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07/06/2005

AON: Why the IBM and Cisco Relationship Is Headed For A Break-Up

Cisco’s long awaited announcement of its Applications Oriented Networking (AON) products a couple weeks ago foreshadows a coming battle that may rip apart the cozy and long standing strategic alliance between IBM and Cisco.  Cisco and IBM have somehow defied the odds over the last few years to maintain a high-profile strategic alliance, one which many people felt would be over faster than Britney Spears' 1st marriage.  The two companies have partnered together on a myriad of initiatives from data center management, to security, to storage networking, seemingly secure in the knowledge that neither firm had any intentions of getting into the other’s core business.  However with the launch of AON it is now crystal clear that Cisco has designs on at least a portion of IBM’s core business and that IBM must respond before one of its crown jewels, its infrastructure software portfolio, is rapidly commoditized.

E Tu, Taf?
The primary architect of Cisco’s new AON strategy, Taf Anthias, is none other than the former head of IBM’s MQ Series middleware messaging platform.  What Taf has done at Cisco is to try and create networking devices that are not packet aware, but message aware.  As I have outlined before, message aware networking is one of the most important trends in software today.  The focus of message aware networking is to migrate basic tasks such as security, transformation, and message routing away from application servers and message brokers and into network devices.  This migration should not only theoretically increase performance and enhance flexibility but it should also create the foundation necessary to properly run complex, highly scaled, Service Oriented Architectures.

Same Problem, Different Perspective
The problem for networking companies, such as Cisco, has been that message aware networking is not a natural fit.  While it looks a lot like networking in that it needs dedicated devices to process a large volume of standards based information quickly, it also looks a lot like application software in that it is message, not packet, based, and you therefore need to understand the context and content of the message in order to be able to process it.  Cisco recognized this conundrum some time ago and instead of trying to turn some of its “packet heads” into application engineers, it hired Taf.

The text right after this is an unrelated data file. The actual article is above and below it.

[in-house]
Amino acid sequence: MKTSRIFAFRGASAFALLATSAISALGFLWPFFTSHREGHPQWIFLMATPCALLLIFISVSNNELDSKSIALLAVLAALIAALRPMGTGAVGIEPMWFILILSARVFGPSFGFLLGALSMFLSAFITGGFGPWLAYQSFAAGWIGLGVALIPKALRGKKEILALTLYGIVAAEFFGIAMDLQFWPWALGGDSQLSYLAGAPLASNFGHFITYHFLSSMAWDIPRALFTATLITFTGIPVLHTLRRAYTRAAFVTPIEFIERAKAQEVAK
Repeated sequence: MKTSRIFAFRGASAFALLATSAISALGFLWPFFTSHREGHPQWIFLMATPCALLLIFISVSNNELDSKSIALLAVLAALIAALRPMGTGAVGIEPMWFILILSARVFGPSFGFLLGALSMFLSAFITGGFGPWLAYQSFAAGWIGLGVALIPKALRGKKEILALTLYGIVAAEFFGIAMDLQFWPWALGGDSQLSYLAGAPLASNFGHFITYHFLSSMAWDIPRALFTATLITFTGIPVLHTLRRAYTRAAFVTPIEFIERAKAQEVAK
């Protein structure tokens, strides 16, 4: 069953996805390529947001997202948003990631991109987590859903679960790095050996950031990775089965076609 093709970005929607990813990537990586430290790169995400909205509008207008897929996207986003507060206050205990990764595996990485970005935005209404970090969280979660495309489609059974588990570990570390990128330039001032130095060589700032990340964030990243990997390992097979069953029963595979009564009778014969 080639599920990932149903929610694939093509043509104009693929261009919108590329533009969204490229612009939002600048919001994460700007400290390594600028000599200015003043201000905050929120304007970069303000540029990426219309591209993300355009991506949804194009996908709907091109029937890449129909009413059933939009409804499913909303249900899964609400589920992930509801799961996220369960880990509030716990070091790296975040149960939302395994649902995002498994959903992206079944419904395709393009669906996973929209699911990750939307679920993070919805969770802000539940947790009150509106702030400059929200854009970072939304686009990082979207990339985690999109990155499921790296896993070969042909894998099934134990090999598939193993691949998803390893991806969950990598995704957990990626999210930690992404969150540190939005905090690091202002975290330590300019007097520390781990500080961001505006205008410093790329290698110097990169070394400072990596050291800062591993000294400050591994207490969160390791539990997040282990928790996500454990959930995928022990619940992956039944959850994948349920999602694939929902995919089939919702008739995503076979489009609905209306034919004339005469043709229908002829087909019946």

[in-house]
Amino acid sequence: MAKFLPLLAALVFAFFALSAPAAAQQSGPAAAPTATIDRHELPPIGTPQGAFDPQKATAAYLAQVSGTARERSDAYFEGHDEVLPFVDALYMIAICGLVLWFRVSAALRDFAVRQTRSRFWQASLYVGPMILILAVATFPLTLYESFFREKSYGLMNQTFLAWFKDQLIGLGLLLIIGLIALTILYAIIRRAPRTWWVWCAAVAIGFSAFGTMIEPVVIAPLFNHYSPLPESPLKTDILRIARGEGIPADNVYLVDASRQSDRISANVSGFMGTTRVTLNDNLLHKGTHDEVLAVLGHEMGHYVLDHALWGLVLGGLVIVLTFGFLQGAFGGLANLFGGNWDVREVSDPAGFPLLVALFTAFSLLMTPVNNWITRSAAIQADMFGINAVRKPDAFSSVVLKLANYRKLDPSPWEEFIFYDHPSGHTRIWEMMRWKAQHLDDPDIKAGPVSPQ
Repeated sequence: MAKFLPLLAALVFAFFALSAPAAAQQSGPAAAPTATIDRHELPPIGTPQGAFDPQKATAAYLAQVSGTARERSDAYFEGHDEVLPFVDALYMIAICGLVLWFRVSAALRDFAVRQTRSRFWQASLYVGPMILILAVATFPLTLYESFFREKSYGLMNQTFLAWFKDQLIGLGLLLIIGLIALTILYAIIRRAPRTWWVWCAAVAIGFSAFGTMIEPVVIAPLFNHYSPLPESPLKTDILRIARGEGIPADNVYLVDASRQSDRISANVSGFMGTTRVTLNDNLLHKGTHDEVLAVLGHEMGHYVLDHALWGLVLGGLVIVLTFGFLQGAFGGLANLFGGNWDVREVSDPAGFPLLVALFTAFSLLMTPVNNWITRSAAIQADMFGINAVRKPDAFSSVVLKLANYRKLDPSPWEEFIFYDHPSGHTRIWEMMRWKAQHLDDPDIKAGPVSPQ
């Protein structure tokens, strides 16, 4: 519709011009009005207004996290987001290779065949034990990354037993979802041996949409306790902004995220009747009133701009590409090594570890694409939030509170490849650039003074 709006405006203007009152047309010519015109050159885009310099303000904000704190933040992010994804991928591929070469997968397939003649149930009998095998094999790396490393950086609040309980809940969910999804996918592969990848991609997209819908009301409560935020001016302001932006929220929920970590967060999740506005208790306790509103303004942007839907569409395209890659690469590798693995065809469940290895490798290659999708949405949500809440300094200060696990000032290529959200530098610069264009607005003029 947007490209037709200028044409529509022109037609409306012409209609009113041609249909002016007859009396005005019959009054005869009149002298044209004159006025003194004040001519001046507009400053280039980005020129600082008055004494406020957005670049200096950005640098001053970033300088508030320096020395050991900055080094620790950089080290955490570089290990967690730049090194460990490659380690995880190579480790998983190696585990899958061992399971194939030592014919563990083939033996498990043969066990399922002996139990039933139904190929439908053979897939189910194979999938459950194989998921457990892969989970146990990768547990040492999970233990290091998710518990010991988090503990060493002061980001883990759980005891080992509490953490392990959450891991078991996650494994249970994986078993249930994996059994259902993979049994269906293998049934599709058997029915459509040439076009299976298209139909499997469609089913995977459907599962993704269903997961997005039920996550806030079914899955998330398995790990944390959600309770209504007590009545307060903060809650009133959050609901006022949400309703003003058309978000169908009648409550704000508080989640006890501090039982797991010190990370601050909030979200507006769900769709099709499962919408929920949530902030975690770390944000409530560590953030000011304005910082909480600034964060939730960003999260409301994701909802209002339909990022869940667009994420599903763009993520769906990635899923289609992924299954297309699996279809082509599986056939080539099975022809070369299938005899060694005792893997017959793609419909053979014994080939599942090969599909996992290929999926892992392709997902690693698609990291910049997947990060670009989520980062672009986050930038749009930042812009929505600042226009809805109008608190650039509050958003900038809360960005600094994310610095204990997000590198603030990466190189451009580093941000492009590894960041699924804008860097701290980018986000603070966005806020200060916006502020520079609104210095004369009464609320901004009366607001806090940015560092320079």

Infrastructure software vendors, such as IBM, face the reverse problem: message aware networking looks a lot like middleware message processing, but it requires a level of performance, security, flexibility and even dedicated hardware that makes it look a lot more like networking.

An Uneasy Truce Leads To A Long War
For the last couple years, both the networking companies and the infrastructure software companies have recognized message aware networking as a dangerous, but potentially lucrative “demilitarized zone” that separated their two industries.  Up until now, both sides have been content to let a small cadre of start-ups fight it out as none of the big boys wanted to risk upsetting the global order by making a major move into the space.

However with the explosion of interest in Service Oriented Architectures and the rapid adoption of XML-based messaging, it was only a matter of time before one of the big players made a move.   Now that Cisco has taken the first shot with AON,  IBM, and other infrastructure software players such as BEA, HP, CA, and Microsoft, must respond or they risk ceding a significant portion of their “value add” to Cisco and other networking vendors.

While there are many battles left to fight in the war for control over message aware networking, the first casualty will likely be the previously cozy relationship between IBM and Cisco as it's hard to partner with someone that has clearly made a strategic decision to try to destroy part of your core business.

July 6, 2005 in Middleware, Security | Permalink

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